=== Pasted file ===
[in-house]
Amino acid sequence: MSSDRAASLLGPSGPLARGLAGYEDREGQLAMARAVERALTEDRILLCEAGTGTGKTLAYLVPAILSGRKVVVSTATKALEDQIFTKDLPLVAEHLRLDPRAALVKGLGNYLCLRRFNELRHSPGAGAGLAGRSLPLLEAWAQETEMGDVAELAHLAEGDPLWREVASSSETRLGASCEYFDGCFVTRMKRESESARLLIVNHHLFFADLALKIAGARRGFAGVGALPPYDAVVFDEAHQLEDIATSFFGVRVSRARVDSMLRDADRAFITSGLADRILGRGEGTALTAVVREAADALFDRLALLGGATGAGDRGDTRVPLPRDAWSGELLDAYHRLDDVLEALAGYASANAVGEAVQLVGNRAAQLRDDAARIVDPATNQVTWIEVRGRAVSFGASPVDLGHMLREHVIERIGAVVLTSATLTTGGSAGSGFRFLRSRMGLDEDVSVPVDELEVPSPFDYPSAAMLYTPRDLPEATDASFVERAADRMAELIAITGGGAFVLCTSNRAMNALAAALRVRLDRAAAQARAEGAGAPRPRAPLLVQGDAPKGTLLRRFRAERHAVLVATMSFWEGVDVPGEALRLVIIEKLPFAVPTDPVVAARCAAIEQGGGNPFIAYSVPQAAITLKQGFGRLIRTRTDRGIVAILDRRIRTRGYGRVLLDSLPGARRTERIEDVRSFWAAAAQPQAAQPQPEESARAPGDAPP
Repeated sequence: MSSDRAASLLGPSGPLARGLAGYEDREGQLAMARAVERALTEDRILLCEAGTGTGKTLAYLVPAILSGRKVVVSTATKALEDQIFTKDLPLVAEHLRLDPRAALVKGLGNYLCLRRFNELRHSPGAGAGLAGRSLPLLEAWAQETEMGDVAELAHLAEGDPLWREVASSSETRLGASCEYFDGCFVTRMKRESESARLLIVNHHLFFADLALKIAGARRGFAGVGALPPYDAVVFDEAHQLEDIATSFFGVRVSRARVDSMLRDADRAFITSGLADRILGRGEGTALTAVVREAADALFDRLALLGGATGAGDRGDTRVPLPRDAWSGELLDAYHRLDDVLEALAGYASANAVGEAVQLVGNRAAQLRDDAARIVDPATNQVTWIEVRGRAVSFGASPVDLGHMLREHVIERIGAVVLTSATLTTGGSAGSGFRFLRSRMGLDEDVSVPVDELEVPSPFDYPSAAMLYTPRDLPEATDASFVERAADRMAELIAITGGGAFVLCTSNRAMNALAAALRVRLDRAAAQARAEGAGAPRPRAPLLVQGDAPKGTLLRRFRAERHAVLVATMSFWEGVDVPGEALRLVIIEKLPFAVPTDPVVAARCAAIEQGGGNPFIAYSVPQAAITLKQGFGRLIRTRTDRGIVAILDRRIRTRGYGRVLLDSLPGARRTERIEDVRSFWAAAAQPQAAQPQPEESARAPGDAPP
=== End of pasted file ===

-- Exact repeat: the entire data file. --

[in-house]
Amino acid sequence: MSSDRAASLLGPSGPLARGLAGYEDREGQLAMARAVERALTEDRILLCEAGTGTGKTLAYLVPAILSGRKVVVSTATKALEDQIFTKDLPLVAEHLRLDPRAALVKGLGNYLCLRRFNELRHSPGAGAGLAGRSLPLLEAWAQETEMGDVAELAHLAEGDPLWREVASSSETRLGASCEYFDGCFVTRMKRESESARLLIVNHHLFFADLALKIAGARRGFAGVGALPPYDAVVFDEAHQLEDIATSFFGVRVSRARVDSMLRDADRAFITSGLADRILGRGEGTALTAVVREAADALFDRLALLGGATGAGDRGDTRVPLPRDAWSGELLDAYHRLDDVLEALAGYASANAVGEAVQLVGNRAAQLRDDAARIVDPATNQVTWIEVRGRAVSFGASPVDLGHMLREHVIERIGAVVLTSATLTTGGSAGSGFRFLRSRMGLDEDVSVPVDELEVPSPFDYPSAAMLYTPRDLPEATDASFVERAADRMAELIAITGGGAFVLCTSNRAMNALAAALRVRLDRAAAQARAEGAGAPRPRAPLLVQGDAPKGTLLRRFRAERHAVLVATMSFWEGVDVPGEALRLVIIEKLPFAVPTDPVVAARCAAIEQGGGNPFIAYSVPQAAITLKQGFGRLIRTRTDRGIVAILDRRIRTRGYGRVLLDSLPGARRTERIEDVRSFWAAAAQPQAAQPQPEESARAPGDAPP
Repeated sequence: MSSDRAASLLGPSGPLARGLAGYEDREGQLAMARAVERALTEDRILLCEAGTGTGKTLAYLVPAILSGRKVVVSTATKALEDQIFTKDLPLVAEHLRLDPRAALVKGLGNYLCLRRFNELRHSPGAGAGLAGRSLPLLEAWAQETEMGDVAELAHLAEGDPLWREVASSSETRLGASCEYFDGCFVTRMKRESESARLLIVNHHLFFADLALKIAGARRGFAGVGALPPYDAVVFDEAHQLEDIATSFFGVRVSRARVDSMLRDADRAFITSGLADRILGRGEGTALTAVVREAADALFDRLALLGGATGAGDRGDTRVPLPRDAWSGELLDAYHRLDDVLEALAGYASANAVGEAVQLVGNRAAQLRDDAARIVDPATNQVTWIEVRGRAVSFGASPVDLGHMLREHVIERIGAVVLTSATLTTGGSAGSGFRFLRSRMGLDEDVSVPVDELEVPSPFDYPSAAMLYTPRDLPEATDASFVERAADRMAELIAITGGGAFVLCTSNRAMNALAAALRVRLDRAAAQARAEGAGAPRPRAPLLVQGDAPKGTLLRRFRAERHAVLVATMSFWEGVDVPGEALRLVIIEKLPFAVPTDPVVAARCAAIEQGGGNPFIAYSVPQAAITLKQGFGRLIRTRTDRGIVAILDRRIRTRGYGRVLLDSLPGARRTERIEDVRSFWAAAAQPQAAQPQPEESARAPGDAPP